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Consider Modigliani & Miller Proposition II with corporate taxes. The cost of equity is $$ R_E=R_U+(R_U-R_D)\cdot \frac{D}{E}\cdot (1-T_C) \tag{1} $$ where $R_E$ is the cost of equity, $R_U$ is the cost of capital a firm would have if it had no debt (unlevered cost of capital), $R_D$ is the cost of debt, $D$ is debt, $E$ is equity and $T_C$ is the corporate tax rate.

$R_U$ has to be equal to return on assets, $R_A=R_U$. Otherwise (if $R_A<R_U$), the shareholders would not be willing to hold the shares.

Now by equation $(1)$, $R_E$ falls as $T_C$ increases. If $T_C$ is incredibly high, say close to 100%, we get $R_E\approx R_U$. So the shareholders are getting close to nothing, as the government takes almost everything what is left after the bondholders have taken their share of EBIT. Yet the shareholders' required return $R_E$ is lower than in the case of no tax where the shareholders reap all the profit after the bondholders have taken their share of EBIT. I find that counterintuitive. Could anyone help me clarify why this is (or is not) so?

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  • $\begingroup$ What is the question? It looks like a statement $\endgroup$
    – 1muflon1
    Oct 31, 2022 at 16:13
  • $\begingroup$ @1muflon1, the last sentence says "I find it counterintuitive". I am looking for some explanation for why this is (or is not) the case. $\endgroup$ Oct 31, 2022 at 16:14
  • $\begingroup$ A bit related: economics.stackexchange.com/questions/52465 $\endgroup$ Oct 31, 2022 at 16:23

2 Answers 2

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You say that when $T_C$ is close to 100%,

the shareholders are getting close to nothing, as the government takes almost everything what is left after the bondholders have taken their share of EBIT.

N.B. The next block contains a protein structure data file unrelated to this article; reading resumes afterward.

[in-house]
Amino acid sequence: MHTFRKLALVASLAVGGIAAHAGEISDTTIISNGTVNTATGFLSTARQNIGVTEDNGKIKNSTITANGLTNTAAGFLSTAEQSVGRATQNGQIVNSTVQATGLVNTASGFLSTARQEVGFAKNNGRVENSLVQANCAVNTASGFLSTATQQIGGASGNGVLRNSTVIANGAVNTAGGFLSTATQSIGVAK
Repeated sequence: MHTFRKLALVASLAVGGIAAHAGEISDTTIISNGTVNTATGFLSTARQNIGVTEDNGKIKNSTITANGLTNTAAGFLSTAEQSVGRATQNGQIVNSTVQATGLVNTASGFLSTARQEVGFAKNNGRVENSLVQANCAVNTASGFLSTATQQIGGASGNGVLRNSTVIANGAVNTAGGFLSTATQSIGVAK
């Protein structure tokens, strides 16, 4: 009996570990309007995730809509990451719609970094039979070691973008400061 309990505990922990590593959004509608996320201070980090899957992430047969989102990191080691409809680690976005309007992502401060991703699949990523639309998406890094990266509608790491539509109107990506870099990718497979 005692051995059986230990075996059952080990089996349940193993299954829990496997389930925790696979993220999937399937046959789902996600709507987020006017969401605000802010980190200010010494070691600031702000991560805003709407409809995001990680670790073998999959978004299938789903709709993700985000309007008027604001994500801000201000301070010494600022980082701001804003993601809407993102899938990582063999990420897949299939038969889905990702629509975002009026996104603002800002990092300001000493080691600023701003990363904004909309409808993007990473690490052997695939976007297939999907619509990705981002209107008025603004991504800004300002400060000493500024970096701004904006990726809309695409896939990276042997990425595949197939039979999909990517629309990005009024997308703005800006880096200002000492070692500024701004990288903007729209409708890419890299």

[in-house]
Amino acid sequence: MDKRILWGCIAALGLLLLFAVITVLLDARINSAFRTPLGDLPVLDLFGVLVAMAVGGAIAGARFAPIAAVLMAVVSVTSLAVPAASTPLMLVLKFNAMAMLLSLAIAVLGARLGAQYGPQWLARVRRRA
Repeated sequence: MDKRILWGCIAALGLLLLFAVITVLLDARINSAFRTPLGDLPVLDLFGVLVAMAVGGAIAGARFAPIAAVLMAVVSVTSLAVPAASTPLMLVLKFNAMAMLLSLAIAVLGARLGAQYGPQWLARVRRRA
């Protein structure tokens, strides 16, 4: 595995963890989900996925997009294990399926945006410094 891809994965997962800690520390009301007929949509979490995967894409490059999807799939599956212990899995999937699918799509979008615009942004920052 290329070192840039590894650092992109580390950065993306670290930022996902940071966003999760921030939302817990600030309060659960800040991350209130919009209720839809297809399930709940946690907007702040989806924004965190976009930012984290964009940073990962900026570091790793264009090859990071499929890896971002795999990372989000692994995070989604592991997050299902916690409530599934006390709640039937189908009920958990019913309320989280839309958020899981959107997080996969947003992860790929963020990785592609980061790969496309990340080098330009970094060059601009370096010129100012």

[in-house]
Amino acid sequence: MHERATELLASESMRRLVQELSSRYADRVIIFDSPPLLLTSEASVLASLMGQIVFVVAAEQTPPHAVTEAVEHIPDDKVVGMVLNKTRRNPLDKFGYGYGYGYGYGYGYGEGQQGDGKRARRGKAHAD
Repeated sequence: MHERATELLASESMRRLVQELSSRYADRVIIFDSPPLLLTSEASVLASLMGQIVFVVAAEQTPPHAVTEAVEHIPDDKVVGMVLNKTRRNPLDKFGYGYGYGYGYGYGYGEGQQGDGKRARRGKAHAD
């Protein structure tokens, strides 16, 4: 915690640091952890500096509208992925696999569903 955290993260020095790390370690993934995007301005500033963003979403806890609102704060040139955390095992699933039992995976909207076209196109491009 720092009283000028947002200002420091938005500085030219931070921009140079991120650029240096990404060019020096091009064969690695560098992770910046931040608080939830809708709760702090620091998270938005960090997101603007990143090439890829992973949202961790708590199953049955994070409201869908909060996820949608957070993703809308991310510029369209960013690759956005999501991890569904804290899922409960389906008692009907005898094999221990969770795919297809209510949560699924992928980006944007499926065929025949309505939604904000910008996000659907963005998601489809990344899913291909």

This suggests you think $R_E$ and $R_U$ are pre-tax returns. However, they are actually after-tax returns. By noting that, the puzzle goes away.

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Your statement “the equity holders get nothing” doesn’t seem clear to me and I don’t think it follows from the equation. The equity holders still get $R_E$.

The equation and theorem follow from a simple no-arbitrage condition between debt and equity.

With taxes, debt provides the advantage of a tax shield, which means debt becomes better (cheaper) than equity. The higher the tax rate, the higher the tax shield.

To satisfy no-arbitrage, the return on (cost of) equity then also has to come down, because the effective cost of debt is coming down with the tax rate. Otherwise the firm would just have all debt and no equity.

All your other concerns should be resolved from there.

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  • $\begingroup$ Thanks! What solves the puzzle is the realization that $R_E$ and $R_U$ are after-tax returns. Without that, the puzzle would remain. Fortunately, I have already noted that in my answer. $\endgroup$ Apr 2, 2023 at 18:41

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